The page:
Performing arts center, athletic facilities under consideration
A design team, led by the BBT Architects firm, is hard at work on the plans for School District 509-J's new performing arts center and athletic facilities.
Don Stevens, principal in the firm, and Kevin Shaver, senior project manager, held their first public meeting Dec. 6, at Madras High School, where they displayed preliminary plans for the additions.
The potential plans show the football field tilted 45 degrees to the west from its current position. The location is a result of a dozen meetings involving committees, focus groups and students.
Three factors played into that decision, according to Stevens: an existing bus loop on the east side of the building which the district wanted to maintain; underground utilities between the school and stadium, which would be costly to move; and inadequate space for the performing arts center without changing the field's layout.
"They're going to tear up the track around the (football) field, and they want new grass and a new scoreboard, and the stands, so the only thing left of the football field was the system for irrigation -- and it's old, so we thought it would be cheaper to turn it," he said.
Another factor in the decision was the location of the football field in the Willow Creek floodway. Federal guidelines prohibit construction of buildings that impede the flow of floodwaters. By turning the football fields, the performing arts center can be located in the flood plain -- a wider area with less stringent building guidelines.
If possible, the stands, which will hold 2,500 people, will be covered. The athletic facilities underneath the stands will include locker rooms and restrooms, a training room, officials' rooms with a shared shower and restroom, and storage space.
The athletic facilities will share a plaza with the two-story performing arts center, which will have about 600 seats, and an elevator to reach the balcony seating.
The center, which is currently estimated at about 18,800 square feet, will have a large stage to accommodate a band, a back stage with a green room, which will double as a practice facility and waiting room for stage productions, dressing rooms, makeup rooms and storage space.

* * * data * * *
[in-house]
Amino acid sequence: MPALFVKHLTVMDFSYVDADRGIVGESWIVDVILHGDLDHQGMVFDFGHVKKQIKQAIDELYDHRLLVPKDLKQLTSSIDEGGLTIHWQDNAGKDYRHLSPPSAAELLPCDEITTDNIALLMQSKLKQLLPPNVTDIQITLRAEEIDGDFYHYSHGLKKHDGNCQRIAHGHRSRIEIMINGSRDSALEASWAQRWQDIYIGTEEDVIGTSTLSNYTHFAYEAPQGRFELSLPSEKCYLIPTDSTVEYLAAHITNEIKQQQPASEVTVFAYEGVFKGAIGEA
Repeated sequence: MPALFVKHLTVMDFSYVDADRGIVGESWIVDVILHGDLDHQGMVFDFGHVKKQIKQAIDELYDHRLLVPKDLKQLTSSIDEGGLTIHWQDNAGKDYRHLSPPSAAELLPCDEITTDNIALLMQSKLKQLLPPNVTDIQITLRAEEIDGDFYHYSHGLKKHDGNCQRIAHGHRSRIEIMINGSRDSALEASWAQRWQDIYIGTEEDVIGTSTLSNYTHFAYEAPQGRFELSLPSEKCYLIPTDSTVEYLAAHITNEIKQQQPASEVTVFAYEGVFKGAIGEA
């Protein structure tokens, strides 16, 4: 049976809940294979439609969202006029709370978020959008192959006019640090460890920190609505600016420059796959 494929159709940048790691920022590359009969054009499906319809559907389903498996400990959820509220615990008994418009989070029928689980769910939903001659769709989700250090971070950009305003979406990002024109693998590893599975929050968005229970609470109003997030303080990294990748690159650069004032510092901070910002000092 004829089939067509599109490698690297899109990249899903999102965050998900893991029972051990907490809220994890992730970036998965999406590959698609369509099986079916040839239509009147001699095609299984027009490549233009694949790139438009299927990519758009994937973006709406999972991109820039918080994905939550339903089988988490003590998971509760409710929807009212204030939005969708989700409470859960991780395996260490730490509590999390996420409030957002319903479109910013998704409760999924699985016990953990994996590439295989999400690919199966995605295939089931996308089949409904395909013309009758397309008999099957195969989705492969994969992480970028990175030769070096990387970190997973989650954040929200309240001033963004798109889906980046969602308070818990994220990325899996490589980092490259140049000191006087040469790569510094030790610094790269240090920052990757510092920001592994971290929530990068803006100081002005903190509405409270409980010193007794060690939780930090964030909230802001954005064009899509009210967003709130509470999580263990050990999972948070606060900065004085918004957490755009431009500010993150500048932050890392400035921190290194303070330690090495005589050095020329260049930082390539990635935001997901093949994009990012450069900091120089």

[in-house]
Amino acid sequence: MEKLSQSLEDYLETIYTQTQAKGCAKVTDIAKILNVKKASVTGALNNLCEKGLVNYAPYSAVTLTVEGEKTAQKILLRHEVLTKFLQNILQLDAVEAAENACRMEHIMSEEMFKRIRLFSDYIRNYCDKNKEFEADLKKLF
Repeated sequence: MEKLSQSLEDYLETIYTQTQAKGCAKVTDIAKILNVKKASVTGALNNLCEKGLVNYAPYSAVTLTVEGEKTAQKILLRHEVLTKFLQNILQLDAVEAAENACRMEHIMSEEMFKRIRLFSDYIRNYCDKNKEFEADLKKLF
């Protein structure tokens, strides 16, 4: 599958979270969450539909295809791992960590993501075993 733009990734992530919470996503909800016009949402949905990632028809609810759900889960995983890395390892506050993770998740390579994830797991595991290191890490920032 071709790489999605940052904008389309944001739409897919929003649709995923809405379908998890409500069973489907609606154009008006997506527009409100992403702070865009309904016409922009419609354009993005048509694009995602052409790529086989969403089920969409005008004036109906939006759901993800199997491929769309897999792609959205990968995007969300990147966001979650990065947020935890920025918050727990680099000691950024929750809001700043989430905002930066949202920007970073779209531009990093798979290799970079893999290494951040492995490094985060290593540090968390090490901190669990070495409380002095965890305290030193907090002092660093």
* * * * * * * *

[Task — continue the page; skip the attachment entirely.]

If the design team can't figure out a way for both facilities to share the elevator, then the athletic facilities would have a wheelchair lift to allow access to the press box and upper row seating.
The architects considered two other locations for the facility before settling on the space adjacent to the athletic facilities: the corner of Buff and 10th streets, in front of the high school, and the area just south of the tennis courts.
The first area was discounted because of traffic and drainage problems, as well as the potential expansion of 10th Street, and the second area, because it was too small for a 600-seat auditorium.
"We're at a beginning point," said Stevens. "We're really just starting to scratch the surface."
A concession stand and ticketing area in the plaza will be designed to serve both facilities, as well as the baseball and softball fields.
The baseball field, which was recently redone, will be rotated -- switching homeplate and center field -- to save money in paving costs.
"We're looking at lots of ways to save money," said Darryl Smith, director of human resources and operations for 509-J. "We'll save about $250,000 by not paving all the way around the football field."
"I'm really excited about the possibilities," said Smith. "I think it's going to be something for the community to be really proud of."